Endocrine Drugs - Pancreatic Hormones, Antidiabetic Agents, and Glucagon Flashcards Preview

Pharmacology > Endocrine Drugs - Pancreatic Hormones, Antidiabetic Agents, and Glucagon > Flashcards

Flashcards in Endocrine Drugs - Pancreatic Hormones, Antidiabetic Agents, and Glucagon Deck (40):
0

What are the clinical applications of regular insulin?

Type I and II DM.

1

How is regular insulin administered?

Parenterally - short acting.

2

What are the toxicities of regular insulin?

1. Hypoglycemia
2. Weight gain

3

What is the mechanism of action of metformin?

Decreased endogenous glucose production.

4

What is the clinical application of metformin?

Type II DM.

5

How is metformin administered?

Orally

6

What are the toxicities of metformin?

1. GI disturbances
2. Lactic acidosis (rare)

7

What is the mechanism of action of glipizide?

Increases insulin secretion from pancreatic beta cells by closing ATP-sensitive K channels.

8

What is the clinical application of glipizide?

Type II DM

9

How is glipizide administered?

Orally

10

What are the possible toxicities of glipizide?

1. Hypoglycemia
2. Weight gain

11

Mention 3 rapid-acting insulins.

1. Lispro
2. Aspart
3. Glulisine

12

Mention an intermediate-acting insulin.

NPH

13

Mention 2 long-acting insulins.

1. Detemir
2. Glargine

14

Mention 2 drugs that act similarly to glipizide.

1. Glyburide
2. Glimepiride
Sulfonylurea drugs with intermediate duration of action.

15

Mention 2 fast-acting insulin secretagogues.

1. Repaglinide
2. Nateglinide

16

What is the mechanism of action of acarbose?

Inhibit intestinal α-glucosidases.

17

What is the clinical application of acarbose?

Type II DM.

18

How is acarbose administered?

Orally

19

What is the toxicity of acarbose?

GI disturbances.

20

Mention a drug similar to acarbose.

Miglitol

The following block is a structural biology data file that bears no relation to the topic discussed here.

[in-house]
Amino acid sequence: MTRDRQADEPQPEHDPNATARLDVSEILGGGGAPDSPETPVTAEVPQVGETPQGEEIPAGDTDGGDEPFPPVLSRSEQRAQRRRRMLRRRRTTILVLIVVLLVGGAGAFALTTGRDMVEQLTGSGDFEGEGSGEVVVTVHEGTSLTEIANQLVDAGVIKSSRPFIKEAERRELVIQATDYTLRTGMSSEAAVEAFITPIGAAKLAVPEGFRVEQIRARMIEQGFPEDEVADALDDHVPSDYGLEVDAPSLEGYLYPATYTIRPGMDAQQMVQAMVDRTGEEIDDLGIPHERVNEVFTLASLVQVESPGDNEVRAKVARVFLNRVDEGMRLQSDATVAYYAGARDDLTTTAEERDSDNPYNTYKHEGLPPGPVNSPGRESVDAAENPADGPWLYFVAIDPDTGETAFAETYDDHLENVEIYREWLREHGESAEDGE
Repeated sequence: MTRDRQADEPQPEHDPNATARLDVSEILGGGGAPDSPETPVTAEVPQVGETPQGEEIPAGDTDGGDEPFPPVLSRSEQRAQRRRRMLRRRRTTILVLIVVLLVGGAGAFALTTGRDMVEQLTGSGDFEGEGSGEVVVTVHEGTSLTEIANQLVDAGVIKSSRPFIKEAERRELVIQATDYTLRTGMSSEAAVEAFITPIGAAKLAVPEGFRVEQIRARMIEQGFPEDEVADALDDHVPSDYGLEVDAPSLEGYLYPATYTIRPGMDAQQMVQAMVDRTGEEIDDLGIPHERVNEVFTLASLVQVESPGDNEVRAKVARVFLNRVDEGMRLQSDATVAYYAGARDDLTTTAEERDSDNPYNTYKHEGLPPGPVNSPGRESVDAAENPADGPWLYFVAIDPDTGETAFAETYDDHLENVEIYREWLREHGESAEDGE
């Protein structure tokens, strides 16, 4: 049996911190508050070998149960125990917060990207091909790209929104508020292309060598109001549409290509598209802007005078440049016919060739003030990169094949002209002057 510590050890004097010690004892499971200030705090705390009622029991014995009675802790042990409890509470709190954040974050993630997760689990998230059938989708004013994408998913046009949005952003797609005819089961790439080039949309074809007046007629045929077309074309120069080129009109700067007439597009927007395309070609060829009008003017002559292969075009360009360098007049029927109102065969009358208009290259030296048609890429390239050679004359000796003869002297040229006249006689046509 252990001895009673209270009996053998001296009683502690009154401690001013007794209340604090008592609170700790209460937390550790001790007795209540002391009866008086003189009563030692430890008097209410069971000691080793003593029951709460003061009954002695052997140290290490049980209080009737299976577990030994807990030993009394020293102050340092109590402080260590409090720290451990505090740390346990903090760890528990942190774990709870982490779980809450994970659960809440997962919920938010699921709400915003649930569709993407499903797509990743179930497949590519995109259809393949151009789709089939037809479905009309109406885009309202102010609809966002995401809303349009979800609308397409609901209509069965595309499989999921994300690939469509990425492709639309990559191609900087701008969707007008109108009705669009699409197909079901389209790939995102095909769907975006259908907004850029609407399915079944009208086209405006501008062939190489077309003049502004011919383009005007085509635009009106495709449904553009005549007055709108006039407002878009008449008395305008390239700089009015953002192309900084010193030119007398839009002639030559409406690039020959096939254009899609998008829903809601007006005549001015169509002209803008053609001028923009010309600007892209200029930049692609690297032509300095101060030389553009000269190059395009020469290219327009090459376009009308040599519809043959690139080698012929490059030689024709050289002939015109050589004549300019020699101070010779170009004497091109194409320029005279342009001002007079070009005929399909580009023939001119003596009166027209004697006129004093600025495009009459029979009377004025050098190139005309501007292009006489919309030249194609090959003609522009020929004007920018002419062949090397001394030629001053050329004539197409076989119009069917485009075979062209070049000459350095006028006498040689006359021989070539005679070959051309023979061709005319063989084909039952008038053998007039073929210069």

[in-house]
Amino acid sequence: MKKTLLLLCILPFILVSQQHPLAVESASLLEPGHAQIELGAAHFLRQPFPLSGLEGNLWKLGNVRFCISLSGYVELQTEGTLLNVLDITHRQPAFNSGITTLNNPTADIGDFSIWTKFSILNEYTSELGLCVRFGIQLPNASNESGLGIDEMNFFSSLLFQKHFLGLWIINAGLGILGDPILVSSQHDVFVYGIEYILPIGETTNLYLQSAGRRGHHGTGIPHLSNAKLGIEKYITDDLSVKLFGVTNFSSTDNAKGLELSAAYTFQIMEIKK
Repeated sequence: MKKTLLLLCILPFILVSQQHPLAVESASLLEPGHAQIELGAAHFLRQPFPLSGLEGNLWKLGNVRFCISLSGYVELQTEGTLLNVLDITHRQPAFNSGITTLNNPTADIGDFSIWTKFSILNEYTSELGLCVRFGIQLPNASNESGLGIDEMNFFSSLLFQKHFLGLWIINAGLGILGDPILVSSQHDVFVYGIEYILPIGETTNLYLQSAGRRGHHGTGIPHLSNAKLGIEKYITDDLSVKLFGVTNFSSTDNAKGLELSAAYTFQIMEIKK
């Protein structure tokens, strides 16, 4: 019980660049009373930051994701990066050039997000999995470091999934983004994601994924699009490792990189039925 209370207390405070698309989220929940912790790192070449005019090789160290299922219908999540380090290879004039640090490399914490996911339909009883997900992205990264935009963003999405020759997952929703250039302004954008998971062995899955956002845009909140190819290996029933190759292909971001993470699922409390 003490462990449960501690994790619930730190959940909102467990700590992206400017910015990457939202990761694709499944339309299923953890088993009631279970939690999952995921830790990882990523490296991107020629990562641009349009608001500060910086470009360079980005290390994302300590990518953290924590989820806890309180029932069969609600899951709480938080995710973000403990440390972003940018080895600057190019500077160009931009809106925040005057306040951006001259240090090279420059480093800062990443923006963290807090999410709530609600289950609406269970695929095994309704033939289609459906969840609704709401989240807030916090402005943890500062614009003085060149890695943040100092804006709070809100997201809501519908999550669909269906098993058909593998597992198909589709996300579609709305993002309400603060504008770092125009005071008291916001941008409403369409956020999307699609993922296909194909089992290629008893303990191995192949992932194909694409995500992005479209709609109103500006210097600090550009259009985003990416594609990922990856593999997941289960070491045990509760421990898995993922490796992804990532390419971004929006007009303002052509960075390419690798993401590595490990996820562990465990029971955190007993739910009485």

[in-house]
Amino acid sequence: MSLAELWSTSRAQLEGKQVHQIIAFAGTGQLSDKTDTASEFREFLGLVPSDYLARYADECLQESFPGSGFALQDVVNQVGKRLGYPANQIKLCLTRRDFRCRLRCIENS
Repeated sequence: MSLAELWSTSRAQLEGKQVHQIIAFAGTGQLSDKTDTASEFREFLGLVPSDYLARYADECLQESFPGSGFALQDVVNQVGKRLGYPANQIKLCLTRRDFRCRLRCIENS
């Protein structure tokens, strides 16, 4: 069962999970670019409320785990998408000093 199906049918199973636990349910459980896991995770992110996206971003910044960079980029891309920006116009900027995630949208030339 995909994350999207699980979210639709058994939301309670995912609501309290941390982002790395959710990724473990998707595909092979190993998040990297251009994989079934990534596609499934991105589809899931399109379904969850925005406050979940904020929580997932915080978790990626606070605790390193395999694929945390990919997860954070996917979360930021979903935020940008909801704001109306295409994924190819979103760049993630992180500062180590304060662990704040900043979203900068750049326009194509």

21

What is the mechanism of action of rosiglitazone?

Regulates gene expression by binding to PPAR-γ.

22

What is the clinical application of rosiglitazone?

Type II DM.

23

How is rosiglitazone administered?

Orally

24

What are the toxicities of rosiglitazone?

1. Fluid retention
2. Edema
3. Anemia
4. Weight gain
5. Bone fractures in women
6. May worsen heart disease and increase risk of MI

25

Mention a drug similar to rosiglitazone, possibly with less cardiovascular side effects.

Pioglitazone

26

What is the mechanism of action of exenatide?

Analog of glucagon-like peptide-1 (GLP-1) - activated GLP-1 receptors.

27

What is the clinical application of exenatide?

Type II DM.

28

How is exenatide administered?

Parenterally

29

What are the toxicities of exenatide?

1. GI disturbances
2. Headache
3. Pancreatitis

30

What is the mechanism of action of sitagliptin?

Inhibitor of the dipeptidyl peptidase-4 (DDP-4) that degrades GLP-1 and other incretins.

31

What is the clinical application of sitagliptin?

Type II DM.

32

How is sitagliptin administered?

Orally

33

What are the toxicities of sitagliptin?

1. Rhinitis
2. Upper respiratory tract infections
3. Rare allergic reactions

34

What is the mechanism of action of pramlintide?

Analog of amylin activates amylin receptors.

35

What are the clinical applications of pramlintide?

Type I and type II DM.

36

What are the toxicities of pramlintide?

1. GI disturbances
2. Hypoglycemia
3. Headache

37

What are the clinical applications of glucagon?

1. Severe hypoglycemia
2. Beta blocker overdose

38

How is glucagon administered?

Parenterally

39

What are the possible toxicities of glucagon?

1. GI disturbances
2. Hypotension

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